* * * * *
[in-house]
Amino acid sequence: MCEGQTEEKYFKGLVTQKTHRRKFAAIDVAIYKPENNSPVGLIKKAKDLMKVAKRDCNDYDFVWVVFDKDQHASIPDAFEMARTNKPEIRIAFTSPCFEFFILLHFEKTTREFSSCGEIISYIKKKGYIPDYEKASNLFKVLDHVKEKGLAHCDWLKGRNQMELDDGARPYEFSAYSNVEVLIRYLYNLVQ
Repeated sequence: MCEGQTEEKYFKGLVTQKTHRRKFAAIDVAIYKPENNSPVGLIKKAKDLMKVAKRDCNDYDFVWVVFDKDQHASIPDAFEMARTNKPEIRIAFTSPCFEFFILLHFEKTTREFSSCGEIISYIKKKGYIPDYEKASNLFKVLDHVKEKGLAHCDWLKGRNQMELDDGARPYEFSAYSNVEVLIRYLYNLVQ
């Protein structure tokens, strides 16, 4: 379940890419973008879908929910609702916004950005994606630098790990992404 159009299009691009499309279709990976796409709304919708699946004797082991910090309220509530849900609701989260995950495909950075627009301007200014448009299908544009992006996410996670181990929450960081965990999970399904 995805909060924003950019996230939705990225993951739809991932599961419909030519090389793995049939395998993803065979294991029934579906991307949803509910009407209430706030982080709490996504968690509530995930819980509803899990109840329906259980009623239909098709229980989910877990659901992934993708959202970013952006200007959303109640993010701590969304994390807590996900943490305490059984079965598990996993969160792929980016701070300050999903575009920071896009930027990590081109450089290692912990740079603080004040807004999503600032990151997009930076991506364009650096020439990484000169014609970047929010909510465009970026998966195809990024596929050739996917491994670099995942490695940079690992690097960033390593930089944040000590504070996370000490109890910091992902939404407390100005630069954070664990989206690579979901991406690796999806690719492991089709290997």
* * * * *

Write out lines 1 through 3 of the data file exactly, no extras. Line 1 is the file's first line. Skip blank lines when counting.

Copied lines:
[in-house]
Amino acid sequence: MCEGQTEEKYFKGLVTQKTHRRKFAAIDVAIYKPENNSPVGLIKKAKDLMKVAKRDCNDYDFVWVVFDKDQHASIPDAFEMARTNKPEIRIAFTSPCFEFFILLHFEKTTREFSSCGEIISYIKKKGYIPDYEKASNLFKVLDHVKEKGLAHCDWLKGRNQMELDDGARPYEFSAYSNVEVLIRYLYNLVQ
Repeated sequence: MCEGQTEEKYFKGLVTQKTHRRKFAAIDVAIYKPENNSPVGLIKKAKDLMKVAKRDCNDYDFVWVVFDKDQHASIPDAFEMARTNKPEIRIAFTSPCFEFFILLHFEKTTREFSSCGEIISYIKKKGYIPDYEKASNLFKVLDHVKEKGLAHCDWLKGRNQMELDDGARPYEFSAYSNVEVLIRYLYNLVQ